BEETHOVEN 200 YEARS AGO TODAY: Tuesday, March 30, 1824

Still angry over Duport giving him the small Redoutensaal for the Akademie concert rather than the large one, Beethoven likely stops proofreading parts since he no longer wants to give an Akademie at all. The appointment for 2 p.m. with the copyist Paul Maschek was probably canceled yesterday by Schindler, so Beethoven would send the maid to pick up the fair copy of the Finale to the Ninth Symphony and the parts from Maschek. He may instruct her to tell Maschek the Akademie is off, since Maschek disappears from the conversation books after this.

Beethoven also appears to draft three undated letters today to the principal planners of the Akademie concert, violinist Ignaz Schuppanzigh, unpaid assistant Anton Schindler, and supporter Count Moritz Lichnowsky. The tenor of all three letters is the same: Don’t come to see me any more, there will be no Akademie. To Lichnowsky’s letter, Beethoven adds, “I despise falsehoods,” possibly blaming him for the Petition to hold an Akademie that set this all in motion.

Brandenburg Letters 1801, Anderson Letter 1279 (Berlin Staatsbibliothek aut.36,78); 1802, Anderson 1282 (Berlin Staatsbibliothek aut.36,63); and 1803, Anderson 1283 (Bonn Beethovenhaus NE 67). None of these letters bear postal markings, and were probably never sent. Perhaps the exercise of writing them got the rage out of Beethoven’s system for the most part, and he decided it would not be prudent to burn these bridges, even if the Akademie is called off.

The letter to Lichnowsky can be seen here:

Beethoven turns his attention to other matters that have been neglected while he has been busy proofreading. Ludwig and Nephew Karl go to St. Rochus Church, about ten minutes away from Beethoven’s apartment, to get the necessary note from the parish priest that Beethoven was still alive, so he can collect his annuity from the cashiers of Prince Lobkowitz and Prince Kinsky. They have to wait because the priest is hearing confessions right now.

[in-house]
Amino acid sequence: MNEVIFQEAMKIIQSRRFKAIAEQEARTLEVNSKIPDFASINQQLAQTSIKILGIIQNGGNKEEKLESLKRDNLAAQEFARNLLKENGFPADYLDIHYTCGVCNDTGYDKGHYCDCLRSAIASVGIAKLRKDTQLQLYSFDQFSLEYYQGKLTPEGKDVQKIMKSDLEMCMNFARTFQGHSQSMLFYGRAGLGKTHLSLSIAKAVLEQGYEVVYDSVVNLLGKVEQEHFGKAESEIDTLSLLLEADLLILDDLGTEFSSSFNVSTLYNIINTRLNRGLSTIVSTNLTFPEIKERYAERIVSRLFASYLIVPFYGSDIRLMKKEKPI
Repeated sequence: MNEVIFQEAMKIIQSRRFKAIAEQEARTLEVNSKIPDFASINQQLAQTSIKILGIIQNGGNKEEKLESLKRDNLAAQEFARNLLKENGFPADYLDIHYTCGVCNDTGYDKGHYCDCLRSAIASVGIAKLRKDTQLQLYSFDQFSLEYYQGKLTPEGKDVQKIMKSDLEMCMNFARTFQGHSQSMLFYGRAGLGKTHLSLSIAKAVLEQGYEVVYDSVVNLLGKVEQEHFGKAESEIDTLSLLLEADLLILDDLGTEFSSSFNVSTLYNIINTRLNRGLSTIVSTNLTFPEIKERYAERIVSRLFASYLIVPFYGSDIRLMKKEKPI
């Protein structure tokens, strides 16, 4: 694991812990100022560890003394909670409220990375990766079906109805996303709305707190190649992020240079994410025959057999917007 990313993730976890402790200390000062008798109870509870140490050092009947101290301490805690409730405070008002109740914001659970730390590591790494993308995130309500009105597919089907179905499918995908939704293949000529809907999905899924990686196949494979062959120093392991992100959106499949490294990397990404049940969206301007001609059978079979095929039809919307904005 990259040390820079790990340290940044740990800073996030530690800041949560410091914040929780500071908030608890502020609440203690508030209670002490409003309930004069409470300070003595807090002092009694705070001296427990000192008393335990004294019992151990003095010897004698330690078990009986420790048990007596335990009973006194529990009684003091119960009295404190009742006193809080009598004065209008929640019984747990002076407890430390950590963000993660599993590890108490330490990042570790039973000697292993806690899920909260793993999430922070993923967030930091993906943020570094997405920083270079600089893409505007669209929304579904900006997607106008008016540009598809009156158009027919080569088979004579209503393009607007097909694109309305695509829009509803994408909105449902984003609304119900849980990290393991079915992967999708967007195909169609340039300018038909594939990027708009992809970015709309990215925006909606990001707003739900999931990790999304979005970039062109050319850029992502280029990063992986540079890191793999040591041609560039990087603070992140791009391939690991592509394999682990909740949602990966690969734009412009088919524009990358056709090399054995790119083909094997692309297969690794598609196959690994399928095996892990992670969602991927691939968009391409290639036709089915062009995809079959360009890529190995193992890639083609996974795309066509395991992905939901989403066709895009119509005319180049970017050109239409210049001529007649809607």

While they wait, Beethoven contemplates making a tour of Europe, as Caroline Unger and numerous others had suggested. He makes a note to write to Archduke Rudolph to obtain permission to travel.

Karl, getting impatient to go, tells his uncle it will still be another fifteen minutes. Ludwig doesn’t need his presence, since the priest will know him immediately. Ludwig would still like Karl to be there to assist. Karl says he can, if his uncle can wait until Thursday, April 1. Then his Collegium is not until 9, so he could come before that. The document does not get signed today, and Ludwig and Karl go their separate ways.

Reading yesterday’s newspaper in a coffeehouse, Beethoven makes a note that the subscription will be closing tomorrow for the copperplate edition of Schiller’s collected works at 2 florins C.M. that he wanted to get for Karl at Jacob Mayer’s bookshop. He also makes a note of Mocha coffee at 2 florins 48 kreutzers C.M.

Conversation Book 60, 44r-44v.